Appellant's first contention is that the court below erred in using the management fee paid to the United Gas Improvement Company as the numerator and denominator of the wage and salary fraction. It contends that this was a corporate expense but not a payment of wages or salaries. The management agreement between the United Gas Improvement Company and appellant provided that the former should supply to appellant "from its organization the following officers for our company: Vice-President (a financial executive), Secretary, Treasurer, Comptroller, and General Counsel, together with the personnel of the corresponding department of your Company, to perform such routine duties incident to such offices as our Company may direct." It was also provided "that no salaries are to be paid by our Company to these Officers, but for their services and the services of their departments we agree to pay you $5000 per year in equal monthly installments, as follows:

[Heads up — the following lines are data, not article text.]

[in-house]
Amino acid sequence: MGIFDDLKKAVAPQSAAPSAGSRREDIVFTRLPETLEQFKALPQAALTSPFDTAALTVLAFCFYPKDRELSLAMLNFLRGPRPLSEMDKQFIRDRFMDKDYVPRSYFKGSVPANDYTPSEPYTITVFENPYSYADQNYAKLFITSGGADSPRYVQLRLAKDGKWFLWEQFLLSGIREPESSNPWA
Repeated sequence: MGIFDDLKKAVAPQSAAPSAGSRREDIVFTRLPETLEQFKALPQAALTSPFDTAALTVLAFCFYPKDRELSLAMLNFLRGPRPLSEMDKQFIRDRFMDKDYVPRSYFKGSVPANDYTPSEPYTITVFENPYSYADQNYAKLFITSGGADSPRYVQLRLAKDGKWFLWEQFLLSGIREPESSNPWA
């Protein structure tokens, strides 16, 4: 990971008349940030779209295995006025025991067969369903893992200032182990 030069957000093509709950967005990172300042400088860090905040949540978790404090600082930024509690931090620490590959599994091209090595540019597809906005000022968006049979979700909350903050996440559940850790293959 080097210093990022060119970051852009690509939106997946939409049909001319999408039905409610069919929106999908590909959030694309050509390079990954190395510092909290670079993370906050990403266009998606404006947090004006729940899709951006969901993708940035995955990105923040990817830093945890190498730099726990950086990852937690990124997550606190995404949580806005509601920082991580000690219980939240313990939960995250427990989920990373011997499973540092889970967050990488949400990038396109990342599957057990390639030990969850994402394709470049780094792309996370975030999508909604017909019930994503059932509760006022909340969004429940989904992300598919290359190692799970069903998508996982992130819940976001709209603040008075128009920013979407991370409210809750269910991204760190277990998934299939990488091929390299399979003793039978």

Vice-President ......................... $1,500 Secretary .............................. $ 500 Treasurer .............................. $ 750 Comptroller ............................ $1,000 General Counsel ........................ $1,250."
United Gas Improvement Company was also to be reimbursed for the traveling and living expenses of its employees while performing services for appellant away from the Philadelphia office of the Improvement Company.